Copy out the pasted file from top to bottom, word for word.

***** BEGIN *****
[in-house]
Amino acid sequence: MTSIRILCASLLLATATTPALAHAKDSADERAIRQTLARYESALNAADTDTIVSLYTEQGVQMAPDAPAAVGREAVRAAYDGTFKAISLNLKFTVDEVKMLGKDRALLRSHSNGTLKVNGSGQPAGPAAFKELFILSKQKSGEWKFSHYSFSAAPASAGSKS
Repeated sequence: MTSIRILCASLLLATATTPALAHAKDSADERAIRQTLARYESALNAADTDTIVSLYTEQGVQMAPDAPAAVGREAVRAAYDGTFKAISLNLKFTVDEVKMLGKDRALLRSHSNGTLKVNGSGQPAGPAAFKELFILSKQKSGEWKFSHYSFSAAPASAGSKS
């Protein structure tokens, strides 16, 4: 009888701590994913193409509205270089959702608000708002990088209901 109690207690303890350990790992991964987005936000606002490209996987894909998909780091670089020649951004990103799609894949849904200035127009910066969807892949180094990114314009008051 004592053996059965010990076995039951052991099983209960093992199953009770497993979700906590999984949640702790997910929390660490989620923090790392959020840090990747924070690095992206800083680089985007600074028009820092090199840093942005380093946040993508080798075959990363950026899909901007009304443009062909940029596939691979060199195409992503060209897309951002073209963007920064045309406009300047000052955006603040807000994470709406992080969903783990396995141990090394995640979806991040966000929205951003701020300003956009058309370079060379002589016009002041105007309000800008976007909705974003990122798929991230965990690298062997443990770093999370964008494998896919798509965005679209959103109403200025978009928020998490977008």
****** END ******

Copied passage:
[in-house]
Amino acid sequence: MTSIRILCASLLLATATTPALAHAKDSADERAIRQTLARYESALNAADTDTIVSLYTEQGVQMAPDAPAAVGREAVRAAYDGTFKAISLNLKFTVDEVKMLGKDRALLRSHSNGTLKVNGSGQPAGPAAFKELFILSKQKSGEWKFSHYSFSAAPASAGSKS
Repeated sequence: MTSIRILCASLLLATATTPALAHAKDSADERAIRQTLARYESALNAADTDTIVSLYTEQGVQMAPDAPAAVGREAVRAAYDGTFKAISLNLKFTVDEVKMLGKDRALLRSHSNGTLKVNGSGQPAGPAAFKELFILSKQKSGEWKFSHYSFSAAPASAGSKS
């Protein structure tokens, strides 16, 4: 009888701590994913193409509205270089959702608000708002990088209901 109690207690303890350990790992991964987005936000606002490209996987894909998909780091670089020649951004990103799609894949849904200035127009910066969807892949180094990114314009008051 004592053996059965010990076995039951052991099983209960093992199953009770497993979700906590999984949640702790997910929390660490989620923090790392959020840090990747924070690095992206800083680089985007600074028009820092090199840093942005380093946040993508080798075959990363950026899909901007009304443009062909940029596939691979060199195409992503060209897309951002073209963007920064045309406009300047000052955006603040807000994470709406992080969903783990396995141990090394995640979806991040966000929205951003701020300003956009058309370079060379002589016009002041105007309000800008976007909705974003990122798929991230965990690298062997443990770093999370964008494998896919798509965005679209959103109403200025978009928020998490977008």